• Enroll in Code Purple to receive notifications about health and safety emergencies, closings or delays due to weather, and crime or other events that pose a threat to those on or coming to campus.

Monday, April 16, 2012

Comics and graphic novels

Those of you who like to read webcomics might want to check out Unshelved, a funny webcomic set at a public library.

If you prefer print comics and graphic novels, try searching for "Graphic novels" or "Comic books, strips, etc." in the library's catalog. A few works we have that I recommend:
  • Neil Gaiman's Sandman series - A dark, strange, and interesting series starring the Endless, beings who embody various natural forces. The series' main character is Dream.
  • American Born Chinese by Gene Luen Yang - This book features three seemingly separate stories, one about a boy who is the only Chinese-American student at his school, one about the Monkey King, and one about a high school student named Danny, who is horribly embarrassed by Chin-Kee, his cousin, who is the embodiment of every negative Chinese stereotype.
  • The Complete Persepolis by Marjane Satrapi - A memoir of growing up in Iran and of being Iranian.
  • Maus by Art Spiegelman - A graphic novel about the Holocaust, as experienced by Spiegelman's parents.
Do you have any favorite graphic novels or webcomics?

Robert M. Gray Doolittle Raider and Tarleton Alumni



Seventy years ago today Robert Gray, a Tarleton alumni, was embarking on the greatest adventure of his life. He was one of 80 aviators who volunteered for the Doolittle raid on Japan. This raid on April 18, 1942 was first time that American forces would attack the Japanese homeland after the Japanese attack on Pearl Harbor a year earlier. It was a daring plan that used land based B-25 bombers to take off from an aircraft carrier. It was determined if the aircraft were stripped of all armament, armor plate, and non essential equipment it would be possible to take off from an aircraft carrier. The B-25s were fitted with additional fuel tanks including ten five gallon cans for manual refueling in flight. The 16 B-25 bombers were loaded aboard the USS Hornet (CV-8) and the task force set off for Japan. The plan was to launch the aircraft 400 miles from Japan, the aircraft were to bomb their targets and hopefully land at airfields in China and Russia. On April 18, 1942 the ships were spotted by a Japanese patrol boat, a decision was made to launch the mission. the crews took off 600 miles from their targets instead of 400 miles. Colonel Doolittle took the first aircraft off in 40 knot winds with 30 foot wave crests in only 467 feet of deck space.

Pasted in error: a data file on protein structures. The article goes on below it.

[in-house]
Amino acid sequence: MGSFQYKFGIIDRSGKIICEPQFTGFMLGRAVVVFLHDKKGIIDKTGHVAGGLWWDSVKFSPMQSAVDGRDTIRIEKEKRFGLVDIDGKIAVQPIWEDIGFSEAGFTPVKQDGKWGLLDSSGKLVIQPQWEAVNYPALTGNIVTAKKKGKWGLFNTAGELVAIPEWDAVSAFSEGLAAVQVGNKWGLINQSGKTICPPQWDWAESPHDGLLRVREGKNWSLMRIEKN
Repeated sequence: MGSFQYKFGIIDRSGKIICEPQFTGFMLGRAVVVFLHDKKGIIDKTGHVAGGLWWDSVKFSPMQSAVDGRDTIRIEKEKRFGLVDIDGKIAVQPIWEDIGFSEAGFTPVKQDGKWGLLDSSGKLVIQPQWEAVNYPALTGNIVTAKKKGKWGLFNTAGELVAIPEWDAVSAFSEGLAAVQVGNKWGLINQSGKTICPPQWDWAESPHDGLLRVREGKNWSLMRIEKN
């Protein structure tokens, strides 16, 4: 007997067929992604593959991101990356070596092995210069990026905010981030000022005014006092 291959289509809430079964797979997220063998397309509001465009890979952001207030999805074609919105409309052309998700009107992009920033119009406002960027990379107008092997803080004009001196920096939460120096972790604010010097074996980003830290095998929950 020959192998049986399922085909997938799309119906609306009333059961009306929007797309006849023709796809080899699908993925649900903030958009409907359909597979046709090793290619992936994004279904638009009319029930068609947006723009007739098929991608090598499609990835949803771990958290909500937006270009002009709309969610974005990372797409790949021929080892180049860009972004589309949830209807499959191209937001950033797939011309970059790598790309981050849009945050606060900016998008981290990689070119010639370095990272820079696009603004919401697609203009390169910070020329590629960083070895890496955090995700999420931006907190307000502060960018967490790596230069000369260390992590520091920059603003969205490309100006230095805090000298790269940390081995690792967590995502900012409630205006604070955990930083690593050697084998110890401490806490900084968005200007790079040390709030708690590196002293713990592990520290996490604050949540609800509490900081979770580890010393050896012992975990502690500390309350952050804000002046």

Robert Gray was the pilot of the number 3 aircraft, serial 40-2270 named "Whiskey Pete". Their targets were a steel mill, a chemical company, and a gas company all in Tokyo. Gray bombed all assigned targets and headed for China. Unable to make an airfield, Gray and his crew bailed out over China. All of his crew members survived the bailout and made their way back to United States forces.

Gray was awarded the Distinguished Flying Cross for the Doolittle raid. He was born in Killeen, Texas and a member of the 1940 class of Tarleton majoring in Civil and Aeronautical Engineering. Robert Gray was killed in action in a B-25 crash during a combat mission six months to the day of the Doolittle raid on October 18, 1942 near Assam India. Robert Gray airfield at Fort Hood Texas is named in his honor. Today there are only five surviving members of the Doolittle raid. We salute them and their comrades for all that they have done.
In the image on the right Robert Gray is the second person on the left. (Official USAF photo) Official Doolittle Raider website: http://www.doolittleraider.com/
The James H. Doolittle archives are located at the University of Texas-Dallas http://www.utdallas.edu/library/uniquecoll/speccoll/hac/doolittle/jdlttl.html

Saturday, April 14, 2012

Review of the book, Heaven is for Real, by Todd Burpo